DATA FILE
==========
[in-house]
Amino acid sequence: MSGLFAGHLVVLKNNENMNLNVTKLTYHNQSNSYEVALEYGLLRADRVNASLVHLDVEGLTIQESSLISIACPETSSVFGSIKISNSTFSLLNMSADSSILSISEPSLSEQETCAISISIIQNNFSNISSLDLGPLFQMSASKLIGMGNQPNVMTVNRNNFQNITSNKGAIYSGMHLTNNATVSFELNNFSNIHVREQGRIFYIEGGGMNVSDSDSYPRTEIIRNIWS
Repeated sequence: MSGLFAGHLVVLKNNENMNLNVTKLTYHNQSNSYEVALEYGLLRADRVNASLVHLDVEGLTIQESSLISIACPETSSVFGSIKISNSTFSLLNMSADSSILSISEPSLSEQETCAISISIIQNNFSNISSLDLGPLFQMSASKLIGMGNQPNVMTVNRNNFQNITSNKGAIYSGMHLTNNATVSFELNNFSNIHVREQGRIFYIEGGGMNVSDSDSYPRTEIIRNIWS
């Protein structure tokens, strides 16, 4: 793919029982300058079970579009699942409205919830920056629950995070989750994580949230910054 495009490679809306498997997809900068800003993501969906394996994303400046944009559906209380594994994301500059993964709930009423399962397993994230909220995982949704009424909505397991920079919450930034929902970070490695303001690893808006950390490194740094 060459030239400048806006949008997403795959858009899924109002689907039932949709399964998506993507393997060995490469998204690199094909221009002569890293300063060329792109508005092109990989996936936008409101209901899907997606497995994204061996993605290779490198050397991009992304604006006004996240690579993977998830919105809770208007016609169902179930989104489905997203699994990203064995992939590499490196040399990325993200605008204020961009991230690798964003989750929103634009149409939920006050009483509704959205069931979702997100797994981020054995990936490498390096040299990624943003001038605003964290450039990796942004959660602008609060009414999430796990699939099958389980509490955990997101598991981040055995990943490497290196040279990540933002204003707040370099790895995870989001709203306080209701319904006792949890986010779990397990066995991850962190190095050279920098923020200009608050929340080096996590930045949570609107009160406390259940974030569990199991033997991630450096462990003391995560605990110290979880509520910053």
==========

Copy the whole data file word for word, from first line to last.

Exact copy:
[in-house]
Amino acid sequence: MSGLFAGHLVVLKNNENMNLNVTKLTYHNQSNSYEVALEYGLLRADRVNASLVHLDVEGLTIQESSLISIACPETSSVFGSIKISNSTFSLLNMSADSSILSISEPSLSEQETCAISISIIQNNFSNISSLDLGPLFQMSASKLIGMGNQPNVMTVNRNNFQNITSNKGAIYSGMHLTNNATVSFELNNFSNIHVREQGRIFYIEGGGMNVSDSDSYPRTEIIRNIWS
Repeated sequence: MSGLFAGHLVVLKNNENMNLNVTKLTYHNQSNSYEVALEYGLLRADRVNASLVHLDVEGLTIQESSLISIACPETSSVFGSIKISNSTFSLLNMSADSSILSISEPSLSEQETCAISISIIQNNFSNISSLDLGPLFQMSASKLIGMGNQPNVMTVNRNNFQNITSNKGAIYSGMHLTNNATVSFELNNFSNIHVREQGRIFYIEGGGMNVSDSDSYPRTEIIRNIWS
């Protein structure tokens, strides 16, 4: 793919029982300058079970579009699942409205919830920056629950995070989750994580949230910054 495009490679809306498997997809900068800003993501969906394996994303400046944009559906209380594994994301500059993964709930009423399962397993994230909220995982949704009424909505397991920079919450930034929902970070490695303001690893808006950390490194740094 060459030239400048806006949008997403795959858009899924109002689907039932949709399964998506993507393997060995490469998204690199094909221009002569890293300063060329792109508005092109990989996936936008409101209901899907997606497995994204061996993605290779490198050397991009992304604006006004996240690579993977998830919105809770208007016609169902179930989104489905997203699994990203064995992939590499490196040399990325993200605008204020961009991230690798964003989750929103634009149409939920006050009483509704959205069931979702997100797994981020054995990936490498390096040299990624943003001038605003964290450039990796942004959660602008609060009414999430796990699939099958389980509490955990997101598991981040055995990943490497290196040279990540933002204003707040370099790895995870989001709203306080209701319904006792949890986010779990397990066995991850962190190095050279920098923020200009608050929340080096996590930045949570609107009160406390259940974030569990199991033997991630450096462990003391995560605990110290979880509520910053």